PUTTING MY FOOT IN IT

Foot 2

Mentioned in the article were outpatients, those who go to the hospital in the morning for quick surgeries and are home in time for dinner.   I’ve had three such surgeries in the last eighteen months, all on my feet.

The first surgery, on September 1st, 2011, was for a bunionectomy.   The surgery itself lasted about an hour, but the repercussions caused me to have serious medical problems for almost one full year.

During surgery I got infected with one of those new bacterial infections London is warning about.

It was clear within a few days of surgery that something had gone wrong.   The wound in my left foot was just not healing.  The podiatrist tried all the usual things, then took a blood sample from the infected area and sent it to the lab.

I still remember his face when it came back.

We had gone to his office.  He had the results in an envelope, which was un-opened.  When he opened it, his face literally changed color.  From pink, it changed to white and there was a look of horror in his expression.  He mumbled something about how he could not handle this and was sending me to the hospital immediately for treatment.

When he finally passed me the lab report, I saw that I had contracted VRE.  This meant nothing to me.   But I’m now very familiar with it.   My foot was infected with the bacterial infection for almost a year – it’s even possible that it’s still in there.  I have to check my foot every day and at the first sign of the area turning red I have to go back for more treatment.

What is VRE?

The simple answer is this —-

MRSA is a bacterial infection that thousands of people get every single day.  It’s normally treated with a strong antibiotic called Vancomycin.   VRE is Vancomycin Resistant Enterococci.   IOW, there is no sure treatment for VRE!   No antibiotics work.

This did not stop them from putting me on a serious regimen of antibiotics, taken both orally and infused through a PICC-line in my right arm.  A nurse came twice a day to administer the infusion.  As my youngest daughter is a qualified nurse they let her do it on weekends.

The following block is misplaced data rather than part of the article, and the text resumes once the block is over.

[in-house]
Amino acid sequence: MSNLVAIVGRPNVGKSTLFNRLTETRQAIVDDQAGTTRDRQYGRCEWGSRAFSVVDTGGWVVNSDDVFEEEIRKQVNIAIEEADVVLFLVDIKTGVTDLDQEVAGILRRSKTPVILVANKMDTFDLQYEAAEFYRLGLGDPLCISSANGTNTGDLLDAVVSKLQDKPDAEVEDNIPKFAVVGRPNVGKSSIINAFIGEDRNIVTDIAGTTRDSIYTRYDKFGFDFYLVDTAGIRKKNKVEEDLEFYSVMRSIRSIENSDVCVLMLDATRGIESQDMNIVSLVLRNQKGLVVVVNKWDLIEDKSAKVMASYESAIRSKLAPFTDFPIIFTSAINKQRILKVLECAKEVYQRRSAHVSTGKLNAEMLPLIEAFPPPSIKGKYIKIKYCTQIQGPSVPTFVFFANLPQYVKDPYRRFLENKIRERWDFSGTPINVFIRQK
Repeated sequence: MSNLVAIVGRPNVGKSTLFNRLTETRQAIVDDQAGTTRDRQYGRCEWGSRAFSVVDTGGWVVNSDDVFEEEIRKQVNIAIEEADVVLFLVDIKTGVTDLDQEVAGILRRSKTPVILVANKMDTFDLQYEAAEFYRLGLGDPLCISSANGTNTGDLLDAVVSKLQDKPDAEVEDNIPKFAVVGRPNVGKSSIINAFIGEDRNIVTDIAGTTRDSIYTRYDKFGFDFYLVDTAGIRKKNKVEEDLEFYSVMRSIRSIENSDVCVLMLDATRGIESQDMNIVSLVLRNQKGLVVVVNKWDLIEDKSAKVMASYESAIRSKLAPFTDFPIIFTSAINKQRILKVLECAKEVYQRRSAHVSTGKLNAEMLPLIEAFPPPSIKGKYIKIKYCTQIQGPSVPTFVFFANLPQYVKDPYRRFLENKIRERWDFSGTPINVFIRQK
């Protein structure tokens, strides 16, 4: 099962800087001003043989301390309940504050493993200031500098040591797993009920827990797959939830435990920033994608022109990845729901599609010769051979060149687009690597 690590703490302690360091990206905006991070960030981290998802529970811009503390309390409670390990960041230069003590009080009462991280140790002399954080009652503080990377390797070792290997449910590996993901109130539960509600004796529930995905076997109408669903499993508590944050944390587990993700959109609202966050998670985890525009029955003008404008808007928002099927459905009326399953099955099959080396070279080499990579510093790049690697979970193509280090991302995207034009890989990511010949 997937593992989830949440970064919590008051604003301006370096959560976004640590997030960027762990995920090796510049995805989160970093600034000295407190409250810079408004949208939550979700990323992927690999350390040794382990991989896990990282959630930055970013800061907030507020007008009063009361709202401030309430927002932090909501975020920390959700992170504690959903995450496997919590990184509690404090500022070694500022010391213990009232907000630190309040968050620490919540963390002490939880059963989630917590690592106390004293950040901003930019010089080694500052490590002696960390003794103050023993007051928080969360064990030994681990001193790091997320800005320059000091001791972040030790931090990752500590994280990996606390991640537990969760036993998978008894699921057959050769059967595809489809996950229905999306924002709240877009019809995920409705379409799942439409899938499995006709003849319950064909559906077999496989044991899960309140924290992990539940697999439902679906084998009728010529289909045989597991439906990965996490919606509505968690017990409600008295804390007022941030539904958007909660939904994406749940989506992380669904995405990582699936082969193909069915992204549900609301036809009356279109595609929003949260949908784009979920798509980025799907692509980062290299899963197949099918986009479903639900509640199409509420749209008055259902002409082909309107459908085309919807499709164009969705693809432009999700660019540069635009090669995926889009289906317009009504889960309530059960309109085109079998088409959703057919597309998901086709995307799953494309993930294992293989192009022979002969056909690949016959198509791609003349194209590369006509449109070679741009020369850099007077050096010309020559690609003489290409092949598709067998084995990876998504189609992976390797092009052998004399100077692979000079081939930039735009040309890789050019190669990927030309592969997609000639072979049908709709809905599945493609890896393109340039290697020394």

The strong antibiotics were not only expensive  (one pill was $132 and a week’s infusions was roughly $5000), they also led to some uncomfortable side effects, which required further medications.

It was suggested on at least three occasions, by three different doctors, that the best thing would be to have my foot amputated, though they use a different word that makes it all sound better.   I said I would only agree if the infection was spreading beyond the foot, which I’m thankful to say it never did.   If it spread it would kill, just like MRSA does.

After a few months of this we were not getting anywhere.   We did have lots of people suggest various treatments, all of which I gratefully tried.  People were absolutely wonderful.  Two people even sent me moonshine assuring me it would work wonders.  I wasn’t sure if I was supposed to soak the foot in it or drink it!  I had a wound vac (which was great fun!), and even hyperbaric treatments (which were horrible).  It was a nine-month-long nightmare.

It was then that a wound care professional in our church contacted me to see if she could be of any help.  My wife started consulting with her and from then on, we got results!  She was amazing.  Basically, everything I had been told to do had been wrong.  Moist healing is the best.  (I had been told to let it air out between dressings.)  In moist healing, where the wound is kept moist and semi-airtight, the skin cells can migrate across the wound bed and fill in the wound.  She recommended silver based dressings that not only killed the bacteria but also debrided the wound (got the mucky stuff out of it).  It was just amazing to watch it heal – if I had had her instructions at the beginning, this nonsense wouldn’t have lasted a whole year – maybe only a couple of months.

A lesson I learned from this is that antibiotic resistant bacterial infections may be solvable with simple treatments.  After all, people did live before antibiotics, some of them even to a ripe old age.   We have become very dependent on them since World War II.   Sadly, their overuse may have weakened us all, so that we are more vulnerable to infection.

If that’s the case, then the catastrophe the British government warned of will likely come true!

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